Saturday, March 30, 2013

To Find Ourselves With Jesus [Luke 23.46] (6 April 2012)

If you were to dramatize this word, or rather the fulfillment of this word, how would you do it? If you were given the reins in the production of a movie, how would you visualize what Jesus is promising this thief? You see, this is the only word among the seven that actually explicitly contains a promise.

And this is also the only word that contains grammatical and socio-cultural difficulties – one of each type. On the grammatical front is the possibility of two readings. First, Jesus could have said, “Truly I tell you, today you will be with me in paradise.” Second, Jesus could have said, “Truly I tell you today, you will be with me in paradise.” Just a matter of where to place a comma!

Was Jesus saying that the promise would have been fulfilled on that very day when the two of them hung from their respective crosses? Or was he simply asserting that he is making a promise on that very day? This is no idle difference because where God is concerned both the making and the fulfilling of the promise are important. This is why we observe Maundy Thursday and partake of communion – it was the occasion when Jesus made a promise to all his followers, that he would be present when we remember him. And this is why we are here to observe Good Friday – it was when Jesus fulfilled his promise of being the Son of Man who would give his life as a ransom for many.

On the socio-cultural front is the word ‘paradise’. Is paradise like the recent Idea advertisement in which Bacchhan the younger floats before some gates in the clouds? Is paradise a way of talking about heaven, the realm which is the abode of God? 

The word ‘paradise’ strictly refers to a garden. If you know a Muslim or Parsee named Firdaus, you have encountered the word ‘paradise’. Firdaus is the most beautiful garden in the afterlife.

Our difficulties are compounded by the fact that, apart from this passage, the word appears in the New Testament in only two other places – 2 Corinthians 12.4 and Revelation 2.7. In the first passage, Paul writes, “I know that this man was caught up to paradise and heard inexpressible things, things that no one is permitted to tell.” A verse before this Paul speaks of someone being caught up to the third heaven.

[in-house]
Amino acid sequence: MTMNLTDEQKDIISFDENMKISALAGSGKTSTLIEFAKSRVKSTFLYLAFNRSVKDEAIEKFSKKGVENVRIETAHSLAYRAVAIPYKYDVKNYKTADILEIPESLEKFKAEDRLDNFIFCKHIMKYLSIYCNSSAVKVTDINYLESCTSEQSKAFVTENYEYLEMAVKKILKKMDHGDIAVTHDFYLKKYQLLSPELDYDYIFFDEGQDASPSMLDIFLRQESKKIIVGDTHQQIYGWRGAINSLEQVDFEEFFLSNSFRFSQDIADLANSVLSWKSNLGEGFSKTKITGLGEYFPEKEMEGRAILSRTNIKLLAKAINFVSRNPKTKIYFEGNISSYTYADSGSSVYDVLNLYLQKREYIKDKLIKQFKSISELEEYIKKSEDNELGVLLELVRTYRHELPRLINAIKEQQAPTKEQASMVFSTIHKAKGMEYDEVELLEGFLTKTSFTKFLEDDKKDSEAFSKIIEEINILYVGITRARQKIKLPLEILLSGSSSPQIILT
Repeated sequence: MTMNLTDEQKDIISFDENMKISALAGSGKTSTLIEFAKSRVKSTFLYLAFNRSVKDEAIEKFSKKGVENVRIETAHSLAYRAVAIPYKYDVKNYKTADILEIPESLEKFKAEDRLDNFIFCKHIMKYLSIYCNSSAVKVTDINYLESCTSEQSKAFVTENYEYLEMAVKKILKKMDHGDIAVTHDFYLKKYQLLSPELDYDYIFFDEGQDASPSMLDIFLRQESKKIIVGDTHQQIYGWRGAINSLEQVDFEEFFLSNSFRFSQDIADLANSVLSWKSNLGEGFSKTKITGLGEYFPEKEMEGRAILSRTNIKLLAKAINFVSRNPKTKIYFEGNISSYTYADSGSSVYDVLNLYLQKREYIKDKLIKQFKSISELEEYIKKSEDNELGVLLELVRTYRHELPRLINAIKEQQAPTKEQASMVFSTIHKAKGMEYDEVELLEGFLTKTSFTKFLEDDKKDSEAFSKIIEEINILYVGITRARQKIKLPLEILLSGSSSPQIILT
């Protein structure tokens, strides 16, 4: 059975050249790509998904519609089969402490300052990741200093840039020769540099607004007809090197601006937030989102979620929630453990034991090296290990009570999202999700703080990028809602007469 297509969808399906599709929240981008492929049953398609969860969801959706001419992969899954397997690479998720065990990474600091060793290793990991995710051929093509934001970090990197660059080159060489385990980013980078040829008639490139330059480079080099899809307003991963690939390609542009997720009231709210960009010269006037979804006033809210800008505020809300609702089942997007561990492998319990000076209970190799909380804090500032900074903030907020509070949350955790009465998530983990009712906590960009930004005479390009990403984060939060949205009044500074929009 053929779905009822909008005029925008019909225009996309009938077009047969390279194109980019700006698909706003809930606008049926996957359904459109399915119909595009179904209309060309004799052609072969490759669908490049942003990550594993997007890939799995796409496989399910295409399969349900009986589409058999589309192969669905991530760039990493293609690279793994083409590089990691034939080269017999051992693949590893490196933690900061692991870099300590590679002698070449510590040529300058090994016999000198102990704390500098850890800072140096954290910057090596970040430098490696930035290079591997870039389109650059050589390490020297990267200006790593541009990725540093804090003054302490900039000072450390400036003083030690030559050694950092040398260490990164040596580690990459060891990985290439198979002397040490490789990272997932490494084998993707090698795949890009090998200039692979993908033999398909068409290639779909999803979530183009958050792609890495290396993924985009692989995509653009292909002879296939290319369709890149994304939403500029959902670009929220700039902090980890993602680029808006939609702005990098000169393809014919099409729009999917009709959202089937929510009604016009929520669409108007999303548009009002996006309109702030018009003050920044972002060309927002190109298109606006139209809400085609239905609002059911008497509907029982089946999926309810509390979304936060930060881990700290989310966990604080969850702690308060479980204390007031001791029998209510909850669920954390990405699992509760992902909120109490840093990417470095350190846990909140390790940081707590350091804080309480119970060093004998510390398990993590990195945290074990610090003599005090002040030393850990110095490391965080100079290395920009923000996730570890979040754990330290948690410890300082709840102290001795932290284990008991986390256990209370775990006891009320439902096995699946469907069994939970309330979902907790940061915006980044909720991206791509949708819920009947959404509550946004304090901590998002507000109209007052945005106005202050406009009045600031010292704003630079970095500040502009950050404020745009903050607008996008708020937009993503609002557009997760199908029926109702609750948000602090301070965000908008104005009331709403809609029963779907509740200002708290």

In Revelation, to the church in Ephesus Jesus writes, “To the one who is victorious, I will give the right to eat from the tree of life, which is in the paradise of God.” This seems to indicate a garden, for where else would a tree grow?

If we are honest, we will have to say that neither of the verses really tells us what paradise is like. Paul’s use pulls us in the direction of heaven while Revelation pulls us in the direction of a garden.

So if we try to interpret this word in a grammatical or socio-cultural manner, we simply get bogged down with questions that cannot be resolved.

But if we interpret this word by placing ourselves in the shoes of the thief, we reach a different conclusion. If we were dying on a cross, what would be going through our minds? If I were a Jew dying on the cross, I would have thought of Deuteronomy 21.23, which says, “Anyone who is hung on a pole is under God’s curse.” What would have been at the forefront of his mind is the fact that he had done something that had resulted in his being in this accursed situation. What he would have been yearning for at that point is for the situation to be reversed, for the curse to be lifted.

And now we are in a position to see that no matter when the promise is fulfilled – on that day or at some point in the future – and no matter where – in an earthly garden or in the heavens – paradise was a place in which no accursed person would be found.

And so what Jesus does here is brilliant. The thief has just stated that Jesus is an innocent man by saying, “This man has done nothing wrong.” And so, when the thief turns to him, Jesus responds, “You will be with me in paradise.” 

The thief has just stated that Jesus is innocent, meaning that Jesus will go to the place where the righteous go. Jesus uses the word paradise as a means of affirming the thief’s faith. No matter how you imagined paradise to be, it was where all the righteous people would go. By declaring Jesus innocent, the thief had already declared that Jesus would go to paradise. 

Jesus does not introduce anything new in his use of the word paradise. He could have said ‘heaven’ or ‘in God’s kingdom’ or ‘in Abraham’s bosom’ or any of the numerous ways in which Jews referred to the place where the righteous go.

What is specific to Jesus is his words ‘with me’. To the dying man, the dying Jesus offers the assurance that he will be with Jesus. You see we can get bogged down by grammatical issues. We can debate what the nature of paradise is. 

But frankly, when you strip everything away, if we imagined the next world to be a garden, would we rejoice if we found ourselves in a garden, but without Jesus? If we imagined we would be in a throne room or in a palatial house or in a beautiful city with gold streets, would we be happy if we found ourselves in such an environment, but without Jesus?

It does not matter when it will happen – at the moment I die or many years after that. It does not matter where I find myself – in a garden or in a city. What matters eventually is that I find myself with Jesus.

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